Figure 1. Image of abdominal ultrasound of the jejunum showing hyperechoic mucosal striations

 

Figure 2. Ernie’s duodenum showing evidence of hyperaemic mucosa and dilated, fat-filled lacteals

 

Figure 3. Ernie’s ileum showing evidence of lacteal dilation

Intestinal lymphangiectasia is characterized by marked dilation and dysfunction of intestinal lymphatic vessels. Abnormal lacteals rupture, and protein-rich lymph leaks from villi into the intestinal lumen resulting in hypoalbuminemia. Some patients with lymphangectasia will respond to a fat-restricted, calorically-dense, easily-digestible diet. We discharged Ernie from hospital with instructions to feed an exclusive diet of Royal Canin low fat gastrointestinal food. Dogs with hypoalbuminemia are predisposed to forming blood clots so we dispensed an anti-platelet drug (clopidogrel) to be given until serum albumin concentration normalised. We also prescribed cobalamin supplementation to treat his hypocobalaminemia, a common finding in cases of PLE as the diseased intestine fails to absorb cobalamin. Ernie initially showed improvement and when he revisited Lumbry Park two weeks later, his hypoalbuminemia had improved and diarrhoea had resolved. Sadly, one month later, Ernie returned to his local vet as he had a recurrence of diarrhoea. Serum biochemistry documented a worsening hypoalbuminemia. Ernie’s local vets contacted us for advice and we recommended a tapering course of immunosuppressive dose of prednisolone (2mg/kg once daily for two weeks and then reduced by 20-30% every 2-3 weeks as long as clinical signs and hypoalbuminemia remain in remission) as Ernie also had lymphoplasmacytic enteritis and gastritis which could represent concurrent inflammatory bowel disease. Thankfully, Ernie’s clinical signs and albumin levels subsequently improved.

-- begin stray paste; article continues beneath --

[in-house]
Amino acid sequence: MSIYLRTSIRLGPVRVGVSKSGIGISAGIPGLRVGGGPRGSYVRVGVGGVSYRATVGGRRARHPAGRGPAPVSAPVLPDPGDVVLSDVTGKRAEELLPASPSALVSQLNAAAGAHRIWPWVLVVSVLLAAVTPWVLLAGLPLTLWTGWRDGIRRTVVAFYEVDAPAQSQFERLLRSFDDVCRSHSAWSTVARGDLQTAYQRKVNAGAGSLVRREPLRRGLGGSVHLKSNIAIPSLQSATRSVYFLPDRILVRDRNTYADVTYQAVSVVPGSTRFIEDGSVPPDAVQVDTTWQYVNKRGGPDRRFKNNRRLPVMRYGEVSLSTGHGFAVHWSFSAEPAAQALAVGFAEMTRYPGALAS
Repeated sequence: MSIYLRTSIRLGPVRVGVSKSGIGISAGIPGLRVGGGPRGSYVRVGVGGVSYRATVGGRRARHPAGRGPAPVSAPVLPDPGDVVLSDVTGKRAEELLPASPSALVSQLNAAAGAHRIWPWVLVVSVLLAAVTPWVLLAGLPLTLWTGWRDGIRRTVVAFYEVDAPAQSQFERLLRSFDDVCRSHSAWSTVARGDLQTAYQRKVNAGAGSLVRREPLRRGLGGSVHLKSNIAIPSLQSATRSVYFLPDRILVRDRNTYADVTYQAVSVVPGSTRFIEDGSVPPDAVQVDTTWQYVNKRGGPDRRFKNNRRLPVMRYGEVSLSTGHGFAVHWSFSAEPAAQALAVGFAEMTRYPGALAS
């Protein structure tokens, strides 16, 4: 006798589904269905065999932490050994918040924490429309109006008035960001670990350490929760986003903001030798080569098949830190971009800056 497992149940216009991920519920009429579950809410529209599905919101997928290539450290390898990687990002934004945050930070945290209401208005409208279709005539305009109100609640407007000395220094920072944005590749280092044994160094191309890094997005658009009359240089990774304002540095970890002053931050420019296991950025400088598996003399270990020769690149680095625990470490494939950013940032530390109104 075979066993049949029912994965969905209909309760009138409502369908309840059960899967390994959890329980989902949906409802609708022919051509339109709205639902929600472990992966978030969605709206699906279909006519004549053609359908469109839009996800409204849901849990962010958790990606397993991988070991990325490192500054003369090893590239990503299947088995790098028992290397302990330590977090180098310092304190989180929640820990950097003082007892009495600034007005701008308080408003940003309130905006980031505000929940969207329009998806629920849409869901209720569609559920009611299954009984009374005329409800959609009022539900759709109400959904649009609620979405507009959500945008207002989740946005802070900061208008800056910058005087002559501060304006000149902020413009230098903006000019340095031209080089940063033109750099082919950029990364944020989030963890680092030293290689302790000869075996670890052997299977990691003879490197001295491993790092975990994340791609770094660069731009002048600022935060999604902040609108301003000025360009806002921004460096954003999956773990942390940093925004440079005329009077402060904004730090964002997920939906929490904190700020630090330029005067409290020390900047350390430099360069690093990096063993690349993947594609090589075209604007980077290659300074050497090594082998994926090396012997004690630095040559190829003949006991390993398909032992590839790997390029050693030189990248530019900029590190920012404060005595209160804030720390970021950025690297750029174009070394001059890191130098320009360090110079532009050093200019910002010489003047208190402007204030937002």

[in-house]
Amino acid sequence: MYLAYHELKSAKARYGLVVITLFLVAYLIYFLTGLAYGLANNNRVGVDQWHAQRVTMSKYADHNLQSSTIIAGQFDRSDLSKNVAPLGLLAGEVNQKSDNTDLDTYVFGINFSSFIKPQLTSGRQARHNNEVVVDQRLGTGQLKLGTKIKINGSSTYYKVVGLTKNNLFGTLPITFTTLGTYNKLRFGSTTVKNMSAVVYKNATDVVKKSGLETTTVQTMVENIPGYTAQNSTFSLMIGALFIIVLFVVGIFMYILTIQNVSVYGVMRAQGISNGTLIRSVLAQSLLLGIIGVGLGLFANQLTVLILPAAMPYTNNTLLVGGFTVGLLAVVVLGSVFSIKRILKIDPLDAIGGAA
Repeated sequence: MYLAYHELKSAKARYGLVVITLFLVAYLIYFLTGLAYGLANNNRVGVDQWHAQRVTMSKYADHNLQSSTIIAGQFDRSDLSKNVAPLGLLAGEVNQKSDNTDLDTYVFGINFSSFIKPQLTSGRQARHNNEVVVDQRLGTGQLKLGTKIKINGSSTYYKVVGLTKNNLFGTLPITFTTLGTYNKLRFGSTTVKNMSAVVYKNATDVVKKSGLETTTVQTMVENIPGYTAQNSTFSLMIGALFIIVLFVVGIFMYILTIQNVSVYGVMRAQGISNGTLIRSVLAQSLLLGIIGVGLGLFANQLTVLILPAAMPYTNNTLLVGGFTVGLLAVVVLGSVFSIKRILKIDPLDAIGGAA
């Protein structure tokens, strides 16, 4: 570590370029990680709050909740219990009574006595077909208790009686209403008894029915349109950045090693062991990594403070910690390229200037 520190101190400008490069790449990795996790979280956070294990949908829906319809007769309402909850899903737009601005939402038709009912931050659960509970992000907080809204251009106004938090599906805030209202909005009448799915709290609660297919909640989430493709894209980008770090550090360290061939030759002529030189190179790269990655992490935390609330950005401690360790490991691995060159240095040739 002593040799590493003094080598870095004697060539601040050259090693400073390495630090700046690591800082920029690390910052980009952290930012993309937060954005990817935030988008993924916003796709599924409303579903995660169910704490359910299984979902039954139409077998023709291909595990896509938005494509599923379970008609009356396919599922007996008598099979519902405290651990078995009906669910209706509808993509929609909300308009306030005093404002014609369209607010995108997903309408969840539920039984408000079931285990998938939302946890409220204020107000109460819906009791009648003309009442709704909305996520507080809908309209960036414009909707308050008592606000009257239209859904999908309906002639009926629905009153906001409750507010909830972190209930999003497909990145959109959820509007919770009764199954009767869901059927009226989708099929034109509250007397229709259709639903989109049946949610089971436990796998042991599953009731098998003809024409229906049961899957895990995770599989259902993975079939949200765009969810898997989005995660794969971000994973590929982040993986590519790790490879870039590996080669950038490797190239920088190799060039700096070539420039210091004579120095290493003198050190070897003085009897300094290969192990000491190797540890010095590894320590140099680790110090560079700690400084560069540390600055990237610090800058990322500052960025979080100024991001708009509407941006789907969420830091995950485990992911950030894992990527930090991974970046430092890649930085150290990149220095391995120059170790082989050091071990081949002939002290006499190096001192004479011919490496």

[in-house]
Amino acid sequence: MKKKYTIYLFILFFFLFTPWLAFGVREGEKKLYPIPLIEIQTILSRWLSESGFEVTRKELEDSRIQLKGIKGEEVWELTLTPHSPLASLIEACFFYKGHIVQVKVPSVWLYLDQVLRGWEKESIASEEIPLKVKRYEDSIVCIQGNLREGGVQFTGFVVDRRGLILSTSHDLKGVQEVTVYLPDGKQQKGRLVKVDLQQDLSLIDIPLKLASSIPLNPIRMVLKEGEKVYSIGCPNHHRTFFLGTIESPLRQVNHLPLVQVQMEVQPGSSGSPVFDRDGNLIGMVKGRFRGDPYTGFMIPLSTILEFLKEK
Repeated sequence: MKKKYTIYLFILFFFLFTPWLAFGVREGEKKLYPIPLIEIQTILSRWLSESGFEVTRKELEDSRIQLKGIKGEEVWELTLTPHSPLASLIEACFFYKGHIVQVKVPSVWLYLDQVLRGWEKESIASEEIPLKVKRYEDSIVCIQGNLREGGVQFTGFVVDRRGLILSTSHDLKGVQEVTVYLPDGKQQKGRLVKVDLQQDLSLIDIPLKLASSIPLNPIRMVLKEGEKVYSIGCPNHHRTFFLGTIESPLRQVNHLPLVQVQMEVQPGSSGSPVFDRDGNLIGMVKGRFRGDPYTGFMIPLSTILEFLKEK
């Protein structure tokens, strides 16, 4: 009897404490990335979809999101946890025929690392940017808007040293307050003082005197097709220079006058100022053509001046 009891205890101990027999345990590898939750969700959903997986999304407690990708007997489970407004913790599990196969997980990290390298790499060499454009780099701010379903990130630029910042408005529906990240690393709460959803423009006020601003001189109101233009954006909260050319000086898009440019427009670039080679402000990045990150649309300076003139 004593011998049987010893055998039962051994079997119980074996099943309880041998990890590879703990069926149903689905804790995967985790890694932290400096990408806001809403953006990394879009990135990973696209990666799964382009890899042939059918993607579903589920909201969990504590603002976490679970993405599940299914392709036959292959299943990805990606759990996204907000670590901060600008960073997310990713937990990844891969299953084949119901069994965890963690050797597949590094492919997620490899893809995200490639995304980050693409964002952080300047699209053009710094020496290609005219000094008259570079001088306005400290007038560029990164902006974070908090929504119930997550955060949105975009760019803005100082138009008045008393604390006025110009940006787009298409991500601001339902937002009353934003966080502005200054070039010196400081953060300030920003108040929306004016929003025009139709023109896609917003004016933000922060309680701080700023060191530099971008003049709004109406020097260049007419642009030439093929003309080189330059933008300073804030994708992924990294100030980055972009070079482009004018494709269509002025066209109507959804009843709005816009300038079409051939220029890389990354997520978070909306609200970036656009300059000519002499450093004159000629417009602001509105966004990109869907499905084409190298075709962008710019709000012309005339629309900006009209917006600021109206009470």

Figure 4. Ernie feeling better at home!

This interesting case demonstrates the importance of a multidisciplinary approach to complicated cases with collaboration between the Internal Medicine Service, Diagnostic Imaging Service and Anaesthesia Service. We also maintained communication with Ernie’s local vets to provide ongoing advice to maximise management of Ernie’s disease. The Internal Medicine Team are happy to discuss or accept referral any of your challenging gastrointestinal cases. Please do get in touch.